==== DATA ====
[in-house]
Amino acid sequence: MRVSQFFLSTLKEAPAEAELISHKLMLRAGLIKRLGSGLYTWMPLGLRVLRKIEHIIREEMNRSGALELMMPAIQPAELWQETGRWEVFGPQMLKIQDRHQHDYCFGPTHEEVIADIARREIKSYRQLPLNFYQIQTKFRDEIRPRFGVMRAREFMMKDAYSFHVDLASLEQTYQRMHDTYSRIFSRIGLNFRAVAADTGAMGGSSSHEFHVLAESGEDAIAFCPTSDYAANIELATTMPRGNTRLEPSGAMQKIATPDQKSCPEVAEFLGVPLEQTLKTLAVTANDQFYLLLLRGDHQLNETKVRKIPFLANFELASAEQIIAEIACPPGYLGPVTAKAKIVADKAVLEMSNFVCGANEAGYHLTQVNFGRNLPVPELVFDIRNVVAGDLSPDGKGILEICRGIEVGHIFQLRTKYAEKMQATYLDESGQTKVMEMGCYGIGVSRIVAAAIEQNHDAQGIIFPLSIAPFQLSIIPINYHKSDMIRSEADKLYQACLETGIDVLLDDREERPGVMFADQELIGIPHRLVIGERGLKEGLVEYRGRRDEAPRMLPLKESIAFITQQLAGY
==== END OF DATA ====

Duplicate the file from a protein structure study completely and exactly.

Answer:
[in-house]
Amino acid sequence: MRVSQFFLSTLKEAPAEAELISHKLMLRAGLIKRLGSGLYTWMPLGLRVLRKIEHIIREEMNRSGALELMMPAIQPAELWQETGRWEVFGPQMLKIQDRHQHDYCFGPTHEEVIADIARREIKSYRQLPLNFYQIQTKFRDEIRPRFGVMRAREFMMKDAYSFHVDLASLEQTYQRMHDTYSRIFSRIGLNFRAVAADTGAMGGSSSHEFHVLAESGEDAIAFCPTSDYAANIELATTMPRGNTRLEPSGAMQKIATPDQKSCPEVAEFLGVPLEQTLKTLAVTANDQFYLLLLRGDHQLNETKVRKIPFLANFELASAEQIIAEIACPPGYLGPVTAKAKIVADKAVLEMSNFVCGANEAGYHLTQVNFGRNLPVPELVFDIRNVVAGDLSPDGKGILEICRGIEVGHIFQLRTKYAEKMQATYLDESGQTKVMEMGCYGIGVSRIVAAAIEQNHDAQGIIFPLSIAPFQLSIIPINYHKSDMIRSEADKLYQACLETGIDVLLDDREERPGVMFADQELIGIPHRLVIGERGLKEGLVEYRGRRDEAPRMLPLKESIAFITQQLAGY